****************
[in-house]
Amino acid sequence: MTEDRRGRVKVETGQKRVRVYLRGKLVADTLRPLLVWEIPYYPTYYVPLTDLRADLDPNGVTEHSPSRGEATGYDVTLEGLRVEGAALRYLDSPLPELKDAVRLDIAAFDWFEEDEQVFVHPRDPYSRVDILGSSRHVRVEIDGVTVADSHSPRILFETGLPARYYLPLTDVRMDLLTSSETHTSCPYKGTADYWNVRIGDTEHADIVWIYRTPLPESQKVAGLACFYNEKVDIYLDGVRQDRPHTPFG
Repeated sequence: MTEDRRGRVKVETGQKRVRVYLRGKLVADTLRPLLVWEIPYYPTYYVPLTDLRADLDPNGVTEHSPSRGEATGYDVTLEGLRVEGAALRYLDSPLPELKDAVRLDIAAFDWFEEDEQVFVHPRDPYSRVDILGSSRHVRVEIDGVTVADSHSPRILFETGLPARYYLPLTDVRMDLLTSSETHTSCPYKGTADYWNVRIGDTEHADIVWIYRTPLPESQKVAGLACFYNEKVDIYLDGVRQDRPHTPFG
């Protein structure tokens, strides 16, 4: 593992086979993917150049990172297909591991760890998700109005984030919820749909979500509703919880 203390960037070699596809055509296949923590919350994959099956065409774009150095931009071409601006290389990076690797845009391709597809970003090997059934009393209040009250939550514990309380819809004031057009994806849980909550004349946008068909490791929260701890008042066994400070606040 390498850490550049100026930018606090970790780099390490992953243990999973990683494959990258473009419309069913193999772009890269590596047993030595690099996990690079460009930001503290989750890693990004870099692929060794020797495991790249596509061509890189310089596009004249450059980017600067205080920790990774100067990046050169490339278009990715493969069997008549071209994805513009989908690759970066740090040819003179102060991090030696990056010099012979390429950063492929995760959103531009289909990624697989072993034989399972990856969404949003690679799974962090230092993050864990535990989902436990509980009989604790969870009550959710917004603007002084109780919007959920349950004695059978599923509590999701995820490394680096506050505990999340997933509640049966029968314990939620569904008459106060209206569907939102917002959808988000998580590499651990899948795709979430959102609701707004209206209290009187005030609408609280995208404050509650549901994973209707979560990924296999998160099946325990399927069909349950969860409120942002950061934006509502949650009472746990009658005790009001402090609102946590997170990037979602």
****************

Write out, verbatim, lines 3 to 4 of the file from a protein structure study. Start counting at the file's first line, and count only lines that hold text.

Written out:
Repeated sequence: MTEDRRGRVKVETGQKRVRVYLRGKLVADTLRPLLVWEIPYYPTYYVPLTDLRADLDPNGVTEHSPSRGEATGYDVTLEGLRVEGAALRYLDSPLPELKDAVRLDIAAFDWFEEDEQVFVHPRDPYSRVDILGSSRHVRVEIDGVTVADSHSPRILFETGLPARYYLPLTDVRMDLLTSSETHTSCPYKGTADYWNVRIGDTEHADIVWIYRTPLPESQKVAGLACFYNEKVDIYLDGVRQDRPHTPFG
């Protein structure tokens, strides 16, 4: 593992086979993917150049990172297909591991760890998700109005984030919820749909979500509703919880 203390960037070699596809055509296949923590919350994959099956065409774009150095931009071409601006290389990076690797845009391709597809970003090997059934009393209040009250939550514990309380819809004031057009994806849980909550004349946008068909490791929260701890008042066994400070606040 390498850490550049100026930018606090970790780099390490992953243990999973990683494959990258473009419309069913193999772009890269590596047993030595690099996990690079460009930001503290989750890693990004870099692929060794020797495991790249596509061509890189310089596009004249450059980017600067205080920790990774100067990046050169490339278009990715493969069997008549071209994805513009989908690759970066740090040819003179102060991090030696990056010099012979390429950063492929995760959103531009289909990624697989072993034989399972990856969404949003690679799974962090230092993050864990535990989902436990509980009989604790969870009550959710917004603007002084109780919007959920349950004695059978599923509590999701995820490394680096506050505990999340997933509640049966029968314990939620569904008459106060209206569907939102917002959808988000998580590499651990899948795709979430959102609701707004209206209290009187005030609408609280995208404050509650549901994973209707979560990924296999998160099946325990399927069909349950969860409120942002950061934006509502949650009472746990009658005790009001402090609102946590997170990037979602």